Somalia: For detainees, water is a particularly urgent need
Garowe city, Puntland. An inmate at the police station washes his hands from a tap. The water and sanitation system in this police station were built and rehabilitated by the ICRC. CC BY-NC-ND/ICRC/Miraj Mohamud

In Somalia nature and years of conflict have conspired to restrict the people’s access to water, the very essence of life. To ease their suffering, the ICRC endeavours to provide water to detainees and civilians affected by conflict, and to improve their sanitation facilities.

Somalia‘s dry climate and lack of rain make it very challenging for the population to get access to water. Following two decades of armed conflict, water and sanitation infrastructure is almost totally rundown. This protracted problem has not spared detention places, such as prisons and police stations.

Yet supplying water in sufficient amounts is one of the basic services that must be carried out without interruption in any place holding detainees. Water is essential for drinking, preparing meals, maintaining personal hygiene, and also for sewage disposal. As the ICRC water specialist for Somalia, May Mousa, explains, a detainee requires a minimum of 10 to 15 litres of water a day for drinking, hygiene and food preparation.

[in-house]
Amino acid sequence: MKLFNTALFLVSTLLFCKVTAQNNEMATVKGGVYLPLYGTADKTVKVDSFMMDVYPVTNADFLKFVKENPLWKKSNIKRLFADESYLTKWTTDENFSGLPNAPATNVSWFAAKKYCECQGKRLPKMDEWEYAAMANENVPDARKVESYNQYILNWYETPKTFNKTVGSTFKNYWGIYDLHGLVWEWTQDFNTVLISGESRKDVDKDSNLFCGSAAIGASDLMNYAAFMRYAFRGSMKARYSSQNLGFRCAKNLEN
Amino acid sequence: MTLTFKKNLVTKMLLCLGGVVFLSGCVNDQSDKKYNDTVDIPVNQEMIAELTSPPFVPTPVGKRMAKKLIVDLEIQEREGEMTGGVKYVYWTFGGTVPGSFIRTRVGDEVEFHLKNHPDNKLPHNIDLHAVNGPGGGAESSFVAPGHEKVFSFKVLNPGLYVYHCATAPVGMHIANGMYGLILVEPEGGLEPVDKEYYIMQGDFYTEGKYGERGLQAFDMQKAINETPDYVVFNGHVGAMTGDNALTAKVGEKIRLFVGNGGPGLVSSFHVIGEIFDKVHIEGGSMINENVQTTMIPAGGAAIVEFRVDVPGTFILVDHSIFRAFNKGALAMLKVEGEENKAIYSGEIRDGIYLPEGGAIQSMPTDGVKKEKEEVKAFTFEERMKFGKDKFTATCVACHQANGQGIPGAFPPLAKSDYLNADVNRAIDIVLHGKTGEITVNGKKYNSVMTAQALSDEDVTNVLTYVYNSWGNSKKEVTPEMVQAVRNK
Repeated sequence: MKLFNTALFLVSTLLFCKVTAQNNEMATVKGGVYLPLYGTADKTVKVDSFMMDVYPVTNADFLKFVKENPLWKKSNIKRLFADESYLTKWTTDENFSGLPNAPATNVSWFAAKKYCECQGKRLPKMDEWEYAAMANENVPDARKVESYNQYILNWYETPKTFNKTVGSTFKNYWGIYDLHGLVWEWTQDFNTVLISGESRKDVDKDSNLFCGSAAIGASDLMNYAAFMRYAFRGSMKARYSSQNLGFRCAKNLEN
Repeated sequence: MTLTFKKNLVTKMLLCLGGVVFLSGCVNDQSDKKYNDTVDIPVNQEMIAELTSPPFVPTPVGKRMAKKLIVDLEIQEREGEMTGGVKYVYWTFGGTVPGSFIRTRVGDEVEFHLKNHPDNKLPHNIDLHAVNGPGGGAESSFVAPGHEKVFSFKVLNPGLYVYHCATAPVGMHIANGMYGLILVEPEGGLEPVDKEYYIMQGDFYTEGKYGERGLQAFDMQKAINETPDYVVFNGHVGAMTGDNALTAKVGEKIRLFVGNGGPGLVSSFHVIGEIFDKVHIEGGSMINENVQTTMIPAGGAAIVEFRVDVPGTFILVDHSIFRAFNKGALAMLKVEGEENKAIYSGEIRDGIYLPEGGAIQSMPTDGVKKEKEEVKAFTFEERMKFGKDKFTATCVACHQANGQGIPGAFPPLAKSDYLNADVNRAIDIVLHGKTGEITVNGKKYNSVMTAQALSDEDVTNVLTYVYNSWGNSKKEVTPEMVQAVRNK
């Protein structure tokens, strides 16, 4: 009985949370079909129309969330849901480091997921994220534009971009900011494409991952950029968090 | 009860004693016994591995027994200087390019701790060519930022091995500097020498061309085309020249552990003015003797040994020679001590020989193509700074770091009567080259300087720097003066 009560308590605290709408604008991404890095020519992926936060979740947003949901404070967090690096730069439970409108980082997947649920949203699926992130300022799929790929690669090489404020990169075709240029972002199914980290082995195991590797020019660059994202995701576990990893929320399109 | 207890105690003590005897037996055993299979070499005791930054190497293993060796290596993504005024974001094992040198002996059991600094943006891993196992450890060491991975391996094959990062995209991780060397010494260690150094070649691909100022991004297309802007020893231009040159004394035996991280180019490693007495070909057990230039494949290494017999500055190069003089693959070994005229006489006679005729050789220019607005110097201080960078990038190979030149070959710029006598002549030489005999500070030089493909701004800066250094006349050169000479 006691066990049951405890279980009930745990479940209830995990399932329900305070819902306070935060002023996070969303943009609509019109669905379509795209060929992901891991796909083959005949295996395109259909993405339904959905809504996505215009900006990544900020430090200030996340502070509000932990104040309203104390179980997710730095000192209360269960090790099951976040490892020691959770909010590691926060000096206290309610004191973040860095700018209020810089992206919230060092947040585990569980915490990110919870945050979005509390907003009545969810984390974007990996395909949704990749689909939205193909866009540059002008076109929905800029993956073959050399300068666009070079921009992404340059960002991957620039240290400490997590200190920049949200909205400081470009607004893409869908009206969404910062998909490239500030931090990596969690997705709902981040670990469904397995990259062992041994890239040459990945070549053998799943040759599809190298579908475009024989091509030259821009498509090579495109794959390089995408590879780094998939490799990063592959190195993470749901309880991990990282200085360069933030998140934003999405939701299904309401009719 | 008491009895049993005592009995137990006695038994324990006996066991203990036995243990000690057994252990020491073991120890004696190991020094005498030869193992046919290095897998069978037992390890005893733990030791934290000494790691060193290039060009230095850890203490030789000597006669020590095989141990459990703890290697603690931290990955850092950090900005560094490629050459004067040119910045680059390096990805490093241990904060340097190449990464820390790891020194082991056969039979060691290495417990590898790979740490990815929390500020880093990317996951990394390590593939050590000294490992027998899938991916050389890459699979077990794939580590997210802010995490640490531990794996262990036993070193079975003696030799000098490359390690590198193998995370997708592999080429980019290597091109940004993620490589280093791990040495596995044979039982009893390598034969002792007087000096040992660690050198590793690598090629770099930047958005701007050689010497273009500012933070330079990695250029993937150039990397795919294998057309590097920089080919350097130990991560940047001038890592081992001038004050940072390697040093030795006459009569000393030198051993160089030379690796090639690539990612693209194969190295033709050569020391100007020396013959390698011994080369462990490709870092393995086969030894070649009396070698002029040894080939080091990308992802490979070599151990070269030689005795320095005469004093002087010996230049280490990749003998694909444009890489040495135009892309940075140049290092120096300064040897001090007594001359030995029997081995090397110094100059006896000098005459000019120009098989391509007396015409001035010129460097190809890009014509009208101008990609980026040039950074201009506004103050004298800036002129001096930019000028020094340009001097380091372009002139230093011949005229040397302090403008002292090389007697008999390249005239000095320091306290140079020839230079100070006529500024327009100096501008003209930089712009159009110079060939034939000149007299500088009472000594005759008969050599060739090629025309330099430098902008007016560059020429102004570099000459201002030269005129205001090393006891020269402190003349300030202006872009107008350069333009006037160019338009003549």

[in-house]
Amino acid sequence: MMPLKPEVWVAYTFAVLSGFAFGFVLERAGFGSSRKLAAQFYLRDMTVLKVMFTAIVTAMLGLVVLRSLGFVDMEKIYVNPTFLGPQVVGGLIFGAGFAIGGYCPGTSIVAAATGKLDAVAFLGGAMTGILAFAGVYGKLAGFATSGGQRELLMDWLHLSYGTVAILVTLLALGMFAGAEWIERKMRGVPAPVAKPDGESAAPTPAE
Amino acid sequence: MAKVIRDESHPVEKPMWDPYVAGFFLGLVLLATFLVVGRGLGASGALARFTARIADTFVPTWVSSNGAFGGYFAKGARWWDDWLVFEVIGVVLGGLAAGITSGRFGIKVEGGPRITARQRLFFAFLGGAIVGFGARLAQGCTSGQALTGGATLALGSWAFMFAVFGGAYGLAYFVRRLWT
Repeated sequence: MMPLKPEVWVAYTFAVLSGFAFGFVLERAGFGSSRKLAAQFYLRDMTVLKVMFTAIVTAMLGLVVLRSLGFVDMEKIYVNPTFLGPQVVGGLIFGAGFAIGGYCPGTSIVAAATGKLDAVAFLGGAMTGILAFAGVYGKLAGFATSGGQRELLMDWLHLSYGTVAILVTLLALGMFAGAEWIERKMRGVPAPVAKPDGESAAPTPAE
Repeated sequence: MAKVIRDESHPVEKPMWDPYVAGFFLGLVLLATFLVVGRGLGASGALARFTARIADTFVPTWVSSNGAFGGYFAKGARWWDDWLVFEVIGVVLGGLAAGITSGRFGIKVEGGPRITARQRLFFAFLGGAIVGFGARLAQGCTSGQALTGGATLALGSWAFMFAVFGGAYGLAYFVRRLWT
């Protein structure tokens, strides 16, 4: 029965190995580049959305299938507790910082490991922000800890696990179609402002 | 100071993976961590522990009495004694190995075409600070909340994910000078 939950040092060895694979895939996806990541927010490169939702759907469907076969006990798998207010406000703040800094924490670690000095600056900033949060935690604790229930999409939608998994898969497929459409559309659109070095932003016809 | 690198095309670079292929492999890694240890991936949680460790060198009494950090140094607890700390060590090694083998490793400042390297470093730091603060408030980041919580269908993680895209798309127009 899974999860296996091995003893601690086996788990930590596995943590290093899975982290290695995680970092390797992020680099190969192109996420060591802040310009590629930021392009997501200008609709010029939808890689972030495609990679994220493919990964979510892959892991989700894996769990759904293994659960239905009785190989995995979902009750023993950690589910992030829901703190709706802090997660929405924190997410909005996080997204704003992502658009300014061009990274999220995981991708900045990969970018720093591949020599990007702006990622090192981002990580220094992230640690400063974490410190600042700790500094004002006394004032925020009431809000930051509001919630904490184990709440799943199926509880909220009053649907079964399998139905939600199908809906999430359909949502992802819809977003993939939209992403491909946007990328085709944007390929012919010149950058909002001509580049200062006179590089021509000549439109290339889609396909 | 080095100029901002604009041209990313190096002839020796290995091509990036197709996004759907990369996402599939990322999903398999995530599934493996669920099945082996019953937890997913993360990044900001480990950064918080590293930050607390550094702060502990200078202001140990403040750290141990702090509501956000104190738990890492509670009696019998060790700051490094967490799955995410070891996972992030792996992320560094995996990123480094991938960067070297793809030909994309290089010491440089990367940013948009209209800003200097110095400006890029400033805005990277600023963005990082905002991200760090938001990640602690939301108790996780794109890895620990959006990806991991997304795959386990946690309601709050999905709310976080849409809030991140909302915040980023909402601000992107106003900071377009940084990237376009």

To help alleviate problems caused by severe water shortage, the ICRC’s water and habitat programme in Somalia works not only to supply water to detention centres but also to meet the water and sanitation needs of nearly 300,000 people across the country.

Garowe city, Puntland. In Somalia, access to water because of its dry climate and lack of rain is a challenge. After two decades of armed conflict, water and sanitation infrastructure are hardly functioning. CC BY-NC-ND/ICRC/Miraj Mohamud

Relief for detainees

In Puntland region, inmates detained at the police station in Garowe town say that, “since ICRC specialists managed to build equipped latrines and a large water tank, the situation radically improved. Look at us and around. Our clothes are washed, the cells and their environment are clean and most important, thanks to good hygiene, we are healthy. ”

Commenting on the water situation before the ICRC stepped in to assist, an individual detained at a police station noted, “We did not have available water here, it was provided from outside therefore in small quantity. It was very hard to keep decent hygiene”.

Talking about the particular need to ensure access to water for people deprived of their freedom, Ms Mousa explains: “The ICRC works to improve living conditions in places of detention. If you are free, you can move around to fetch water. Detainees do not have the same opportunity. Lack of water and poor sanitation systems in detention places quickly affect the health of inmates. Waterborne diseases are one the consequences of the lack of clean water and proper sanitation systems.”

Prison visits across the globe

Annually the ICRC visits more than 2,500 places of detention, which hold about half a million people in around 70 countries across the globe. The visits enable the organization to assess water, health and sanitation needs, and it uses its findings as a basis for improving, where necessary, the conditions in which detainees are held and the manner in which they are treated.

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